10 Outstanding Side Projects in Latin Alternative Music
Side projects are an exciting component in music, because they offer fans the chance to immerse themselves in disparate sounds from their favorite acts that can be just as captivating as (or fascinatingly contrasting with) their primary outfits. The results may be unpredictable, but they let certain members of a group dive into sounds that might’ve not fit in their original band. Or they may be an extension of the riveting experimentation that already took place in their initial project, but with more emphasis on other instruments or styles.
Enter the electo pop-rock enigma of Astronomía Interior (AI): an electrifying mix of digital configurations that seem to radiate somewhere in outer space. It’s the latest side project of two Zoé bandmates — but this time, Jesús Báez and Ángel Mosqueda joined forces to release songs that “at times seemed to come from another world or a distant future,” as they describe. The duo released their eponymous debut album in January through Universal Music Mexico, and will perform at Vive Latino on March 18.
This is not the first time that members of Zoé have explored on their own. Frontman León Larregui continues to navigate his solo side with great success since Solstis (2012) and Voluma (2016). On Friday (March 10) the singer-songwriter releases his second set of two singles: “Chromocismic Ave,” a multilingual track with psychedelic touches, and “Holidays,” a gentle coo with guitar arpeggios, both from his upcoming album Prismarama due out later this year. (The band’s former drummer, Siddhartha, has also enjoyed a fruitful career on his own.)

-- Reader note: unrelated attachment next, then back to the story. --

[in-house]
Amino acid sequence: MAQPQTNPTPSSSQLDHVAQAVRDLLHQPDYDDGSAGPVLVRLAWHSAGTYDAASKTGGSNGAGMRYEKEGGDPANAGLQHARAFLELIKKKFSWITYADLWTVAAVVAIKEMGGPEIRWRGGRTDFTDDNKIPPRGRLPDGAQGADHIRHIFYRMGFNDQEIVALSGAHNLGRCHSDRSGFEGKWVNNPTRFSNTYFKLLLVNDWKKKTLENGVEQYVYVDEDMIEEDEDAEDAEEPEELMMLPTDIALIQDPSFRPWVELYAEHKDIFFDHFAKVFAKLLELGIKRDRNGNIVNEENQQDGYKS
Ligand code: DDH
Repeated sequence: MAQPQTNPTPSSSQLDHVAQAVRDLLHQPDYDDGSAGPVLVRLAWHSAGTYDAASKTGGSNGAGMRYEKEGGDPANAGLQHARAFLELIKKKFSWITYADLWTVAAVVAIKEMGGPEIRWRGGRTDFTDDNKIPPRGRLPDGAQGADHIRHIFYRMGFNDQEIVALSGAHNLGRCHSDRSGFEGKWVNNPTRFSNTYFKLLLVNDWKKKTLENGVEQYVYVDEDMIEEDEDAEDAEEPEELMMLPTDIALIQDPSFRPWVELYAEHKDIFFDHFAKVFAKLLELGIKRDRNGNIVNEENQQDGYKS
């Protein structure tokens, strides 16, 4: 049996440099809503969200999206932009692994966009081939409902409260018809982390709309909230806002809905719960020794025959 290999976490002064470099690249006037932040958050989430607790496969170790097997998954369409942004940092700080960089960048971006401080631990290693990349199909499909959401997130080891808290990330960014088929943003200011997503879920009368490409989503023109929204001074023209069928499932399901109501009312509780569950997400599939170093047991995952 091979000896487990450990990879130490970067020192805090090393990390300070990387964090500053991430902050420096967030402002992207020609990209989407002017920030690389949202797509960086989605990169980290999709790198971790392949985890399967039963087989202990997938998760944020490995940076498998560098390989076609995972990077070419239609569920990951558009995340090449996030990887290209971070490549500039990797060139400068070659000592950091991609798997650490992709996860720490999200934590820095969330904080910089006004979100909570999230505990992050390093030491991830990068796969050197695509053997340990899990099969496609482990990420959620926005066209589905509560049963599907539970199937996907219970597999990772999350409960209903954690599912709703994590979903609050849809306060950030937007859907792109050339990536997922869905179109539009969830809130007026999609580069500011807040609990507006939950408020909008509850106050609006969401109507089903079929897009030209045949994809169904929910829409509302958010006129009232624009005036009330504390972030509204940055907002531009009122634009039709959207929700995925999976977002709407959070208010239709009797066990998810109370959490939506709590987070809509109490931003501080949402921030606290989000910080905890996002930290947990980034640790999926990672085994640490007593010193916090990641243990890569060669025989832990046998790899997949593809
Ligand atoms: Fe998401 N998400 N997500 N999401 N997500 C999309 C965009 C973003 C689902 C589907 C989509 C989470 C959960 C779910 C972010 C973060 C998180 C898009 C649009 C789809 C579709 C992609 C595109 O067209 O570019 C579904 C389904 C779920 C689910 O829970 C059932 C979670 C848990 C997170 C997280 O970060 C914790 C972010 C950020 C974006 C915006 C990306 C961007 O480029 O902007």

Other prominent bands such as Maná have seen their members Sergio Vallín and Alex González launch side projects, and Gustavo Santaolalla, one of Latin America’s most important Latin rock producers, created a fascinating electronic tango project with Bajofondo, while also composing for film and more recently for the world of video games.
Side projects are defined by their inclusion of one or more artists who are primarily known for their participation in another group, such as Jay de la Cueva or De La Tierra, for example. They can also be an artist or band that temporarily and/or radically changes style – like HopPo! or Terri Gender Bender. Sometimes, those initiatives become bigger than what the artist anticipated, as in the case of Kumbia Queers, a rowdy troupe of punks who came from separate independent music projects.
Without further ado, here are 10 outstanding Latin music side projects of the last decade (in alphabetical order).